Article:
Amazon Releases Software Development Kit for Alexa Auto
Amazon just made it considerably easier for car companies to integrate Alexa Auto into their native infotainment systems. The tech and retail giant released an Alexa Auto software development kit (SDK) anyone can download for free on GitHub.
The long list of features bundled in the SDK includes media streaming from services like Audible, iHeartRadio, and, you guessed it, Amazon Music. Amazon also added core functions such as speech recognition and synthesis, smartphone device control, weather reports, notifications (for social media and email), and tens of thousands of custom skills the company hasn’t fully detailed yet. Users will also be able to search for local restaurants, grocery stores, movie theaters, hotels, and other businesses. They’ll also be able to request turn-by-turn directions to their chosen location. Finally, Alexa Auto includes the ability to make and receive phone calls.
These features promise to make driving safer and more convenient by eliminating distractions. For example, motorists who drive an Alexa-compatible car will be able to say “Alexa, turn on the ceiling fan and the kitchen lights” and come home to a well-lit, well-ventilated house. They’ll also be capable of finding the nearest taco joint, requesting a song by The Offspring, or making a to-do list, all without taking their hands off the steering wheel or their eyes off the road.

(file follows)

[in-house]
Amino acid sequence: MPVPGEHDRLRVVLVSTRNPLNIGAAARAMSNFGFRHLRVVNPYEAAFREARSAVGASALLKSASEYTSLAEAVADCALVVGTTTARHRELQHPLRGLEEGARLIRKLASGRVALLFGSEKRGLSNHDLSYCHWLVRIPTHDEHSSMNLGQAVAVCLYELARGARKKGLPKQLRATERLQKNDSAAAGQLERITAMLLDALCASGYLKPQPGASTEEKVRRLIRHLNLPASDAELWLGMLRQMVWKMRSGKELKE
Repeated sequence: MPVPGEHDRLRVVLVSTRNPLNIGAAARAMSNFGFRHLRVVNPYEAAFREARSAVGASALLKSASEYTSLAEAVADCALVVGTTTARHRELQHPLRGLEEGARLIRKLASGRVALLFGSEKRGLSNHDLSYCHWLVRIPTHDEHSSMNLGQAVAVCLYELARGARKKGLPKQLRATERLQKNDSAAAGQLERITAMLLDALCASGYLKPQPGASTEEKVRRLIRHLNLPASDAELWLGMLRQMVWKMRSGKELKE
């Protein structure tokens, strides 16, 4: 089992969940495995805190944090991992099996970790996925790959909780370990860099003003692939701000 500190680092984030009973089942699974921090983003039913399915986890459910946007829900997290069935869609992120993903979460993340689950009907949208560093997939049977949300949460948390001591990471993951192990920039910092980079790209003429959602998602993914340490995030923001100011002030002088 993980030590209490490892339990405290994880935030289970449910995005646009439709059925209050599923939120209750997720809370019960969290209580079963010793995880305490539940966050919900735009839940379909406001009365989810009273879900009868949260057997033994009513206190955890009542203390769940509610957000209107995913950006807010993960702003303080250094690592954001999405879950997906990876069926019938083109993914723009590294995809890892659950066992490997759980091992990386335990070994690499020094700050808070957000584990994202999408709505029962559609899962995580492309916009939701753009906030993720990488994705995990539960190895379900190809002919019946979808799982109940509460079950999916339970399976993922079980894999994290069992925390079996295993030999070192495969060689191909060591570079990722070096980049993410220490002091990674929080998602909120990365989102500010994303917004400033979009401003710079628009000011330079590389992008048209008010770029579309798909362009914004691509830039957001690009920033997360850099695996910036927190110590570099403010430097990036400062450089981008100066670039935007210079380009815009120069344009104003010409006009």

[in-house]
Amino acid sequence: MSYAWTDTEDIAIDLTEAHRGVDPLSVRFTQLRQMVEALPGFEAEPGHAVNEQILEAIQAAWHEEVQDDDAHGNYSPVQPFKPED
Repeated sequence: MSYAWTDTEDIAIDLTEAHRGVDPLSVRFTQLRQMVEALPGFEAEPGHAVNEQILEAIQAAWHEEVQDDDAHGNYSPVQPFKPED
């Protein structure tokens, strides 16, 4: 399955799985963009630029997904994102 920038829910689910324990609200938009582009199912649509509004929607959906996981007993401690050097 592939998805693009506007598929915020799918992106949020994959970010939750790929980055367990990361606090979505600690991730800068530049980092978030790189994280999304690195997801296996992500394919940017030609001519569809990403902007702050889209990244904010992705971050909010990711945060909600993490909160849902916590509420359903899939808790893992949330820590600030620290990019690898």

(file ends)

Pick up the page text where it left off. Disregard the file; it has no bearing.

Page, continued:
If some of those features sound familiar, it’s likely because Android Auto and Apple CarPlay perform roughly the same functions. Amazon’s announcement means Google and Apple will no longer have to settle for worrying about each other; they’ll need to fend off Amazon, too.
Some automakers chose not to wait for the SDK’s release to start integrating Alexa into their cars. BMW, Ford, Hyundai, and Toyota are among the companies already working with the technology. Toyota notably integrated Amazon’s cloud-based digital assistant into its new Entune 3.0 infotainment system, which is available on the 2018 Camry and the 2018 Sienna, among other models.
Anker and Garmin have followed this trend, too. The former sells an Alexa-compatible USB car charger that lets motorists make phone calls and stream music. The latter’s Garmin Speak takes the form of a windshield-mounted device that brings Alexa and all of its functions into the car. both are ways to bring older cars into the 21st century. Now that the SDK is out in the open, expect the list of Alexa-compatible cars and devices to grow considerably.